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factors which might account for the non-significant relationships, among them low

statistical power or inaccurate ratings. Given the number of aggregate coworker and focal

pairs (N=107), weak relationships are not likely to reach statistical significance.

Specifically, the power to detect a correlation of moderate magnitude significantly

different from 0 in the population at p< .05 (e.g., r= .20) with a sample number of

respondents equal to 107 is equal to approximately .55 (Cohen, Cohen, West, & Aiken,

2002). In other words, type I error (the rejection of the null hypothesis when it is false) is

9 times more important than type II error (the failure to reject the null hypothesis/detect

significant effects). For a desired a power of .90 under the same parameter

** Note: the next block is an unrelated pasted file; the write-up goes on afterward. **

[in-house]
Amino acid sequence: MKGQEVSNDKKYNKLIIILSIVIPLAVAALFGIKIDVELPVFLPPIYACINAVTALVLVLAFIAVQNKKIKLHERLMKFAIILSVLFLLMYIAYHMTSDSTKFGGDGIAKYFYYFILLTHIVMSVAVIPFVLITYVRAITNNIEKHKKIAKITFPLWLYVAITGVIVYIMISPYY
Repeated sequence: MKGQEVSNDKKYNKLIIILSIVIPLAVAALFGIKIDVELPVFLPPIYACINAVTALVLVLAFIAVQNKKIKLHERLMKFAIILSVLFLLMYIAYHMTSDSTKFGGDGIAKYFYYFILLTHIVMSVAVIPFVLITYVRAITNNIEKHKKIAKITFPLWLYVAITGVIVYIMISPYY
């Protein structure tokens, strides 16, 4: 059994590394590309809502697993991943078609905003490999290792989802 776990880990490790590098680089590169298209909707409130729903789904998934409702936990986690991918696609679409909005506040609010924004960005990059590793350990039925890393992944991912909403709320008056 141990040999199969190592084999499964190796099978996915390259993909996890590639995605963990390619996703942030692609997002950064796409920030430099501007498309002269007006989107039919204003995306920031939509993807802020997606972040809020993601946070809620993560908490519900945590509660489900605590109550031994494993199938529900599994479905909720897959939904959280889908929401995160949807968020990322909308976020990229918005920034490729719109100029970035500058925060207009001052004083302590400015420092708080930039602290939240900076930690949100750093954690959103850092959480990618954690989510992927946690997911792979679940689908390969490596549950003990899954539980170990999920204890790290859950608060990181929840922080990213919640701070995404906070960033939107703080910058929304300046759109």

specifications, 258 subjects would be required.


Moreover, the ratings provided by coworkers may also be biased by social

desirability or inaccuracy in spite of the researcher’s attempts to minimize biases.

Specifically, only cases who reported being familiar with the behaviors of the focal

employee were considered, and the raters were assured of the confidentiality of their

feedback, as well as its developmental rather than evaluative purposes, which could be

expected to result in higher truthfulness and reliability of the ratings (Pollack & Pollack,

1996). However, the focal employees were asked to select their raters, which is likely to

have resulted in their selection of friends who may provide inflated ratings (Murphy &

Cleveland, 1990).

The relationships between roles and supervisors’ ratings of behaviors were not

significant and, in fact, sometimes were opposite of their predicted direction. For

instance, innovative role had a negative albeit not significant relationship with supervisor

5 The importance of type I error relative to type II error may be judged by calculating the ratio of (1- power)/significance level (in this case, (1-.55)/.05.


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